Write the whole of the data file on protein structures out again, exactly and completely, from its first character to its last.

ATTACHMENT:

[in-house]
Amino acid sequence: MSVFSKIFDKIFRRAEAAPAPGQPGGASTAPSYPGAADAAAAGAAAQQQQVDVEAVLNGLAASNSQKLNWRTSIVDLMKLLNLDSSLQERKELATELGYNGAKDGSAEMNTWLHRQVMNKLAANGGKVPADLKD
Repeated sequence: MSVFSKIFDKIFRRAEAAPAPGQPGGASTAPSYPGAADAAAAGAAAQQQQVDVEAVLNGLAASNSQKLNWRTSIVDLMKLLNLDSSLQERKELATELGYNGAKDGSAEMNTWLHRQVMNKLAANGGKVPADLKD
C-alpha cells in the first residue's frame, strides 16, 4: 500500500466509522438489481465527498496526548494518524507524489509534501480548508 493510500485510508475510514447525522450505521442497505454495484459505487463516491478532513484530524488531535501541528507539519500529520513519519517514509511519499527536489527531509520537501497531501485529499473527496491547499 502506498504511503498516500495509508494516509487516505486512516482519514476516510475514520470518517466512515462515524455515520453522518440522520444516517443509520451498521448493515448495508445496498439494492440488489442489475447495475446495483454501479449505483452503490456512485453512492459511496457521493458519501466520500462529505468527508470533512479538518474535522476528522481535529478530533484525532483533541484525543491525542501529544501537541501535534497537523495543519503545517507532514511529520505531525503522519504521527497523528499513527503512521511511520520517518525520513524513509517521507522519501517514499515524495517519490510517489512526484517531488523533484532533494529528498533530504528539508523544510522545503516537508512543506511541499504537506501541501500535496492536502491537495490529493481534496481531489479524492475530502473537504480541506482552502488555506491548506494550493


[in-house]
Amino acid sequence: MSVFSKIFDKIFRRAEAAPAPGQPGGASTAPSYPGAADAAAAGAAAQQQQVDVEAVLNGLAASNSQKLNWRTSIVDLMKLLNLDSSLQERKELATELGYNGAKDGSAEMNTWLHRQVMNKLAANGGKVPADLKD
Repeated sequence: MSVFSKIFDKIFRRAEAAPAPGQPGGASTAPSYPGAADAAAAGAAAQQQQVDVEAVLNGLAASNSQKLNWRTSIVDLMKLLNLDSSLQERKELATELGYNGAKDGSAEMNTWLHRQVMNKLAANGGKVPADLKD
C-alpha cells in the first residue's frame, strides 16, 4: 500500500466509522438489481465527498496526548494518524507524489509534501480548508 493510500485510508475510514447525522450505521442497505454495484459505487463516491478532513484530524488531535501541528507539519500529520513519519517514509511519499527536489527531509520537501497531501485529499473527496491547499 502506498504511503498516500495509508494516509487516505486512516482519514476516510475514520470518517466512515462515524455515520453522518440522520444516517443509520451498521448493515448495508445496498439494492440488489442489475447495475446495483454501479449505483452503490456512485453512492459511496457521493458519501466520500462529505468527508470533512479538518474535522476528522481535529478530533484525532483533541484525543491525542501529544501537541501535534497537523495543519503545517507532514511529520505531525503522519504521527497523528499513527503512521511511520520517518525520513524513509517521507522519501517514499515524495517519490510517489512526484517531488523533484532533494529528498533530504528539508523544510522545503516537508512543506511541499504537506501541501500535496492536502491537495490529493481534496481531489479524492475530502473537504480541506482552502488555506491548506494550493